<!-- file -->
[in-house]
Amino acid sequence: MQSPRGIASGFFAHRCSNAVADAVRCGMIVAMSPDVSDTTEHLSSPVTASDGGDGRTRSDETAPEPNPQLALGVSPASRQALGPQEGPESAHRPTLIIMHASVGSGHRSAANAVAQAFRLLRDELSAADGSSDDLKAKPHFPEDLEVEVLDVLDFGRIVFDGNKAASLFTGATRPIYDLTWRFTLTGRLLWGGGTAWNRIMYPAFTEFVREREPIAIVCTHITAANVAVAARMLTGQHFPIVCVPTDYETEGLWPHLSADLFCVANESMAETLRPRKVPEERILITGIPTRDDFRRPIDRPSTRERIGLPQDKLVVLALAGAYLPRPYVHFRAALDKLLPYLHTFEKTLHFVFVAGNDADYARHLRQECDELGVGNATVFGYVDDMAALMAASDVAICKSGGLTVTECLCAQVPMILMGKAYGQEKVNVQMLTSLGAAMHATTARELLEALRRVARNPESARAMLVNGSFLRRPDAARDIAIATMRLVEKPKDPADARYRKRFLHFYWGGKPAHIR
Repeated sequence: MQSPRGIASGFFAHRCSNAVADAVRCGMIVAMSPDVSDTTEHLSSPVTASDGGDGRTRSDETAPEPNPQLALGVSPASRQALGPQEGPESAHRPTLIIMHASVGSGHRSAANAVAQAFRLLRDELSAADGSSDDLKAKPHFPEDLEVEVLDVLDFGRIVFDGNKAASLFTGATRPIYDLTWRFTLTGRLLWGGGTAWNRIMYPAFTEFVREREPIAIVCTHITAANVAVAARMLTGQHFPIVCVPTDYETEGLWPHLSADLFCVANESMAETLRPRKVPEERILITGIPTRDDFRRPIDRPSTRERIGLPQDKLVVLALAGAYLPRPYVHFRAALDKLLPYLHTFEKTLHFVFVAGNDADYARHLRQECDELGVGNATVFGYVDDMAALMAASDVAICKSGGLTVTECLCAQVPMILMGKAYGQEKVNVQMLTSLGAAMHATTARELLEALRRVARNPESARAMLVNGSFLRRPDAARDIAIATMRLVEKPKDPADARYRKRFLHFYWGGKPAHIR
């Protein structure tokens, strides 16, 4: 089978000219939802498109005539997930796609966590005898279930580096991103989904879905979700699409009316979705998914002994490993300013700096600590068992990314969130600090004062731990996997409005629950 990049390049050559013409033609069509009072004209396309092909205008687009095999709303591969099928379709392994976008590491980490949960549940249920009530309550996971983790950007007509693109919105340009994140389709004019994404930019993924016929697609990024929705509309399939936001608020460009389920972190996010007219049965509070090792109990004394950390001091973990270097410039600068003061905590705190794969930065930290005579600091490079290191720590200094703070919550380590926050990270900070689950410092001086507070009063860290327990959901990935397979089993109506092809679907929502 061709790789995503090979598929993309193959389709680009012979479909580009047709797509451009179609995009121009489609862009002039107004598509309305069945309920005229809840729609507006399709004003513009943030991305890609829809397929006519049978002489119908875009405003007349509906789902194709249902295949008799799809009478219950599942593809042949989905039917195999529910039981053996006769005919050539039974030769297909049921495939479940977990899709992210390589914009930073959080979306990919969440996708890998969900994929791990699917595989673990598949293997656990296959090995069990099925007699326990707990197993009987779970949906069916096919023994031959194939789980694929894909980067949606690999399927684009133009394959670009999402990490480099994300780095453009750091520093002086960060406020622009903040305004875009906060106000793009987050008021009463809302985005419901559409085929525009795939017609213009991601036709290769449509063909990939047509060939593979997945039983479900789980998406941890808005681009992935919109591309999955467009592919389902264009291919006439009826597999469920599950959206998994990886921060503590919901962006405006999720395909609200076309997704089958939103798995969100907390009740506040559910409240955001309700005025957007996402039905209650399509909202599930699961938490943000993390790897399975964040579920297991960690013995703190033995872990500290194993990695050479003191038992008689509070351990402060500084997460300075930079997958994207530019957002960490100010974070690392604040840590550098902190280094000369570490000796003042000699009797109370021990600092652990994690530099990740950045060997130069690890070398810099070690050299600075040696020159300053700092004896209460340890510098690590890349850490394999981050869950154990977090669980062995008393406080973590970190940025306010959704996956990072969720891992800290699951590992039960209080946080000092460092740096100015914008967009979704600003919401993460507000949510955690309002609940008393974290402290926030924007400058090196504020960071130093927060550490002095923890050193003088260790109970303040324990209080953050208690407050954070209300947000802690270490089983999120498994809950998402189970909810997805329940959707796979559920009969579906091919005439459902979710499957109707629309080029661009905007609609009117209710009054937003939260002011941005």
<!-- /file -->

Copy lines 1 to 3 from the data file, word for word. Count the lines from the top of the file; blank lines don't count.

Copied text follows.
[in-house]
Amino acid sequence: MQSPRGIASGFFAHRCSNAVADAVRCGMIVAMSPDVSDTTEHLSSPVTASDGGDGRTRSDETAPEPNPQLALGVSPASRQALGPQEGPESAHRPTLIIMHASVGSGHRSAANAVAQAFRLLRDELSAADGSSDDLKAKPHFPEDLEVEVLDVLDFGRIVFDGNKAASLFTGATRPIYDLTWRFTLTGRLLWGGGTAWNRIMYPAFTEFVREREPIAIVCTHITAANVAVAARMLTGQHFPIVCVPTDYETEGLWPHLSADLFCVANESMAETLRPRKVPEERILITGIPTRDDFRRPIDRPSTRERIGLPQDKLVVLALAGAYLPRPYVHFRAALDKLLPYLHTFEKTLHFVFVAGNDADYARHLRQECDELGVGNATVFGYVDDMAALMAASDVAICKSGGLTVTECLCAQVPMILMGKAYGQEKVNVQMLTSLGAAMHATTARELLEALRRVARNPESARAMLVNGSFLRRPDAARDIAIATMRLVEKPKDPADARYRKRFLHFYWGGKPAHIR
Repeated sequence: MQSPRGIASGFFAHRCSNAVADAVRCGMIVAMSPDVSDTTEHLSSPVTASDGGDGRTRSDETAPEPNPQLALGVSPASRQALGPQEGPESAHRPTLIIMHASVGSGHRSAANAVAQAFRLLRDELSAADGSSDDLKAKPHFPEDLEVEVLDVLDFGRIVFDGNKAASLFTGATRPIYDLTWRFTLTGRLLWGGGTAWNRIMYPAFTEFVREREPIAIVCTHITAANVAVAARMLTGQHFPIVCVPTDYETEGLWPHLSADLFCVANESMAETLRPRKVPEERILITGIPTRDDFRRPIDRPSTRERIGLPQDKLVVLALAGAYLPRPYVHFRAALDKLLPYLHTFEKTLHFVFVAGNDADYARHLRQECDELGVGNATVFGYVDDMAALMAASDVAICKSGGLTVTECLCAQVPMILMGKAYGQEKVNVQMLTSLGAAMHATTARELLEALRRVARNPESARAMLVNGSFLRRPDAARDIAIATMRLVEKPKDPADARYRKRFLHFYWGGKPAHIR